A molecular switch between structural brain plasticity and degeneration


  • Prof Alicia Hidalgo

    University of Birmingham, United Kingdom

Project summary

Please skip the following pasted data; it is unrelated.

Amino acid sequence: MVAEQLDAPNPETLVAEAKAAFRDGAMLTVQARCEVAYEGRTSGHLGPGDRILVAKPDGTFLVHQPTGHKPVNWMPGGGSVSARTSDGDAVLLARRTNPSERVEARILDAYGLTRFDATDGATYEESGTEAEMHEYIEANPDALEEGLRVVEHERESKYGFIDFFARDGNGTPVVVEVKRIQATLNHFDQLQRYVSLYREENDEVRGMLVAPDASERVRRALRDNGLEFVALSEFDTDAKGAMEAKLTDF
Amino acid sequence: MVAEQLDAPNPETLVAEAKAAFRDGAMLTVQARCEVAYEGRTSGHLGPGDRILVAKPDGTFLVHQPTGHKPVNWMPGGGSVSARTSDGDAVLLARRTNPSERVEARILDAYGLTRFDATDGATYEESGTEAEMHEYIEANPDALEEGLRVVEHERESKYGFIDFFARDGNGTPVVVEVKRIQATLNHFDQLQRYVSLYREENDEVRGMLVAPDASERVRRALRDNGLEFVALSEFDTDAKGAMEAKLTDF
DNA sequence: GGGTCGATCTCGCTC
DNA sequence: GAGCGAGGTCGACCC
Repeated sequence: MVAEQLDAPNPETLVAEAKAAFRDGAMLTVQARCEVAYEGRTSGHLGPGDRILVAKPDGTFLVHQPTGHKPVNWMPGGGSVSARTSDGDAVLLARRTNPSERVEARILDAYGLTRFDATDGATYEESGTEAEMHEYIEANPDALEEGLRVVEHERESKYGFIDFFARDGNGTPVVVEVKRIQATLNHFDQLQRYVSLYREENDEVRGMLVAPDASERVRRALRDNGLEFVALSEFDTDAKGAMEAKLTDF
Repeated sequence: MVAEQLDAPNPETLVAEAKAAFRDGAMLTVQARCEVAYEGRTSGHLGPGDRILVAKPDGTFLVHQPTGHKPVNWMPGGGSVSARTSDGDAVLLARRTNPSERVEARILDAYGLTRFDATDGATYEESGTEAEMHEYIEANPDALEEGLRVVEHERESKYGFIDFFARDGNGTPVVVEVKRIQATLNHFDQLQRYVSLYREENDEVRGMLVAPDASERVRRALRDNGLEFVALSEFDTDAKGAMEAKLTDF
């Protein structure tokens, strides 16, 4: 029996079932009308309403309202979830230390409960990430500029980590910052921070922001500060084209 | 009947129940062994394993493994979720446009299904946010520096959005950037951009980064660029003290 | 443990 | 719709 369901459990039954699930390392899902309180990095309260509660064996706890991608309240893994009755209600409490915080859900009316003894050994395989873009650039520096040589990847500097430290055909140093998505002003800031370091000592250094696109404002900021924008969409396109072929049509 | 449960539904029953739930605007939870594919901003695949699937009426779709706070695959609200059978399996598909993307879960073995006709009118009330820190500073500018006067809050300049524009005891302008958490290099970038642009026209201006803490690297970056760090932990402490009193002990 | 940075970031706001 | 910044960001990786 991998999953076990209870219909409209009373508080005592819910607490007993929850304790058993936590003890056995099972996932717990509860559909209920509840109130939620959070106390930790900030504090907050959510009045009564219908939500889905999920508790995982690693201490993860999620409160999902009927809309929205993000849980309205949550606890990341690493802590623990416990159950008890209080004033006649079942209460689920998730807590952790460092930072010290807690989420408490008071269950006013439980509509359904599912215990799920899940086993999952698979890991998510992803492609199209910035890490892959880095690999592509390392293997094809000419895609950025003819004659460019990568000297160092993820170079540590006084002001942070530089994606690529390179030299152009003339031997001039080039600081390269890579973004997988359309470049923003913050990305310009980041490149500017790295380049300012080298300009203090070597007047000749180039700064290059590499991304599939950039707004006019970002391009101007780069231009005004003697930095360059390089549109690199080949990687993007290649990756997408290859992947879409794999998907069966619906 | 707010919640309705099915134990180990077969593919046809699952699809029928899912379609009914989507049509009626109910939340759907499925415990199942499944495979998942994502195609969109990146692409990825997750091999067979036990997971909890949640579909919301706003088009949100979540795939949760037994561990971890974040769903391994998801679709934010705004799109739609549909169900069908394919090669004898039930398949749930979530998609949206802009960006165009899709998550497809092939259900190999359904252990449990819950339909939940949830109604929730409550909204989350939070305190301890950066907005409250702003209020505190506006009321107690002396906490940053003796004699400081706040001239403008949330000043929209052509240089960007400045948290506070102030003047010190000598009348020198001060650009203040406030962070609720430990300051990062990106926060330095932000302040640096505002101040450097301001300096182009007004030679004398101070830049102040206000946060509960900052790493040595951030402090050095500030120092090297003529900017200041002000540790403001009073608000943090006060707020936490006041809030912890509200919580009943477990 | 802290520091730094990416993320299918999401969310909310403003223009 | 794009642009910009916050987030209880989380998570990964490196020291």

Experience changes the brain throughout life. Learning and exercise promote structural brain plasticity, sleep restores structural homeostasis and stressors like isolation, immobility and lack of stimulation drive degeneration. The balance between structural plasticity and homeostasis breaks down in brain disease - psychiatric, neurodegenerative - and aging. I aim to discover the molecular mechanism underlying brain change, its link to neural circuits and behaviour. Building on my discovery of the Drosophila neurotrophin system, I will test the hypothesis that a shared molecular mechanism underlies structural plasticity and degeneration. With genetics, microscopy and imaging, I will test molecules and neural circuits involved. With protein biochemistry, I will identify the critical molecular switch. With behaviour, I will test how stressors modify circuits, and whether identified molecules can reverse degeneration. This work will reveal a molecular and circuit mechanism linking brain plasticity, neurodegeneration and behaviour, to expedite understanding of human brain health.